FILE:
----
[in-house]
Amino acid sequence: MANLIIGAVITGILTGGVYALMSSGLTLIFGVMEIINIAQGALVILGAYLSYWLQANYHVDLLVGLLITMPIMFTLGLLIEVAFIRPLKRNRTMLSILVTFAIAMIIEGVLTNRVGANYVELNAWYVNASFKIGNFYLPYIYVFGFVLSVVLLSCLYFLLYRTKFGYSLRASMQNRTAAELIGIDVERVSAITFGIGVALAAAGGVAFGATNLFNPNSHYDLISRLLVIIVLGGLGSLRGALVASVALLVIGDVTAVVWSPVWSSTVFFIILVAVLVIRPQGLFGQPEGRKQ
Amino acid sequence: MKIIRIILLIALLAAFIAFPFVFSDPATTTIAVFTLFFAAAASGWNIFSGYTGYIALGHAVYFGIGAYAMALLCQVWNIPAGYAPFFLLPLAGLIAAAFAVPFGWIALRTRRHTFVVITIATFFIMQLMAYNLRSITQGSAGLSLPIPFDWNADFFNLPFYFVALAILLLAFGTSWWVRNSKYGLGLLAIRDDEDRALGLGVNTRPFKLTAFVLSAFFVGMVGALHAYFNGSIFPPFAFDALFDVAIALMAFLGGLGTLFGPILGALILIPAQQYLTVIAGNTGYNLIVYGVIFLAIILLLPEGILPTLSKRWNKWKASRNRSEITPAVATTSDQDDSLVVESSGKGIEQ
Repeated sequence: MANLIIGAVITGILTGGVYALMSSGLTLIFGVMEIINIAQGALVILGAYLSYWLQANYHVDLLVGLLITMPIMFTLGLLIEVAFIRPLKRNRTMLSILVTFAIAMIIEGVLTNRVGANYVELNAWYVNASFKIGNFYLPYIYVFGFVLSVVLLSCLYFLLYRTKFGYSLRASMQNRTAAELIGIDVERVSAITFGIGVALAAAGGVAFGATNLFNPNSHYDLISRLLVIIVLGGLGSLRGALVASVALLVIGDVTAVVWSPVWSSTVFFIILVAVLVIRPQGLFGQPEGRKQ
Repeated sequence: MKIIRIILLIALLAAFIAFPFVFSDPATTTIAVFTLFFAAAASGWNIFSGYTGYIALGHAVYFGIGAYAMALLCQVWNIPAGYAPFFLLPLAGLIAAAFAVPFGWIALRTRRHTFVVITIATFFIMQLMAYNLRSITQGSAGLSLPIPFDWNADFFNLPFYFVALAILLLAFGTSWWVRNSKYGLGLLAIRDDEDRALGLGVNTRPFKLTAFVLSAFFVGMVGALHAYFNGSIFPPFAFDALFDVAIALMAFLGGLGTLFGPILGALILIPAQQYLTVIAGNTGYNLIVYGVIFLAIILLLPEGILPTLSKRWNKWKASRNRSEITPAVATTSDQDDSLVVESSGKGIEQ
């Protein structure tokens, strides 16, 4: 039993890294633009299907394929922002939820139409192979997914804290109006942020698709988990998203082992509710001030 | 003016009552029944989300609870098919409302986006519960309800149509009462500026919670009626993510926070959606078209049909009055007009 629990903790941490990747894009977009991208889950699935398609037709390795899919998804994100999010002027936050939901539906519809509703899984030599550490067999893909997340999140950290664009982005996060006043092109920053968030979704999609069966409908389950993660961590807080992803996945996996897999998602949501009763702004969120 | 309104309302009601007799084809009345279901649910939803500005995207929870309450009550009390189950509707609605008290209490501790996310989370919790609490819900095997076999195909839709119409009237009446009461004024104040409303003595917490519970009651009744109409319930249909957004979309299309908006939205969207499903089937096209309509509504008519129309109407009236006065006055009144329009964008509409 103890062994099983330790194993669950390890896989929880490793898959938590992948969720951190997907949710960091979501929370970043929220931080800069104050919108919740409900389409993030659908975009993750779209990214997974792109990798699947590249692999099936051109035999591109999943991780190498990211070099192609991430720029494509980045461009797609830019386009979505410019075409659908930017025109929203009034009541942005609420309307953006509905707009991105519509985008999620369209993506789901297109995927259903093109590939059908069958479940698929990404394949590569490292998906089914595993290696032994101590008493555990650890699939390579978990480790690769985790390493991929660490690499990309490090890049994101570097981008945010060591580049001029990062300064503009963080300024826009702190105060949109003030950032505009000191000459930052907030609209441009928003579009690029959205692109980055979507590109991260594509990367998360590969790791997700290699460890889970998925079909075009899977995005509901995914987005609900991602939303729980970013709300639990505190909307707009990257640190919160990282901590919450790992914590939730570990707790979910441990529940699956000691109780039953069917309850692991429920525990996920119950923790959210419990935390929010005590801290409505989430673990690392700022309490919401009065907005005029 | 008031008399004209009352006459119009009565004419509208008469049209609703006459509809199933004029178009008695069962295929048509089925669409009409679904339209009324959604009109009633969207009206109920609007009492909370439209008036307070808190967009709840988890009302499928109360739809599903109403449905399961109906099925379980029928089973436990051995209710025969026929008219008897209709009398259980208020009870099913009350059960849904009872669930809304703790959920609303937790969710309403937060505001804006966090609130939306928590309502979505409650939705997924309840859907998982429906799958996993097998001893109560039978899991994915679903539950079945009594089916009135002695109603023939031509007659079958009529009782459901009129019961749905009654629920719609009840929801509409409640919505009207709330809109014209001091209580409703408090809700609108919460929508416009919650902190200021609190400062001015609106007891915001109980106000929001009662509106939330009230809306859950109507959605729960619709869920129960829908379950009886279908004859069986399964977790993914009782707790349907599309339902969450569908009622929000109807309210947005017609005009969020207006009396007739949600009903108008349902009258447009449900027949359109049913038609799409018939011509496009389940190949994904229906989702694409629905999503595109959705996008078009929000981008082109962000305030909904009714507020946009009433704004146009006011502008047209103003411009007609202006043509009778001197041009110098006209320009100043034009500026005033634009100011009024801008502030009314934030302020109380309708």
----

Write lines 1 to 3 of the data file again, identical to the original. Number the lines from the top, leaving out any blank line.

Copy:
[in-house]
Amino acid sequence: MANLIIGAVITGILTGGVYALMSSGLTLIFGVMEIINIAQGALVILGAYLSYWLQANYHVDLLVGLLITMPIMFTLGLLIEVAFIRPLKRNRTMLSILVTFAIAMIIEGVLTNRVGANYVELNAWYVNASFKIGNFYLPYIYVFGFVLSVVLLSCLYFLLYRTKFGYSLRASMQNRTAAELIGIDVERVSAITFGIGVALAAAGGVAFGATNLFNPNSHYDLISRLLVIIVLGGLGSLRGALVASVALLVIGDVTAVVWSPVWSSTVFFIILVAVLVIRPQGLFGQPEGRKQ
Amino acid sequence: MKIIRIILLIALLAAFIAFPFVFSDPATTTIAVFTLFFAAAASGWNIFSGYTGYIALGHAVYFGIGAYAMALLCQVWNIPAGYAPFFLLPLAGLIAAAFAVPFGWIALRTRRHTFVVITIATFFIMQLMAYNLRSITQGSAGLSLPIPFDWNADFFNLPFYFVALAILLLAFGTSWWVRNSKYGLGLLAIRDDEDRALGLGVNTRPFKLTAFVLSAFFVGMVGALHAYFNGSIFPPFAFDALFDVAIALMAFLGGLGTLFGPILGALILIPAQQYLTVIAGNTGYNLIVYGVIFLAIILLLPEGILPTLSKRWNKWKASRNRSEITPAVATTSDQDDSLVVESSGKGIEQ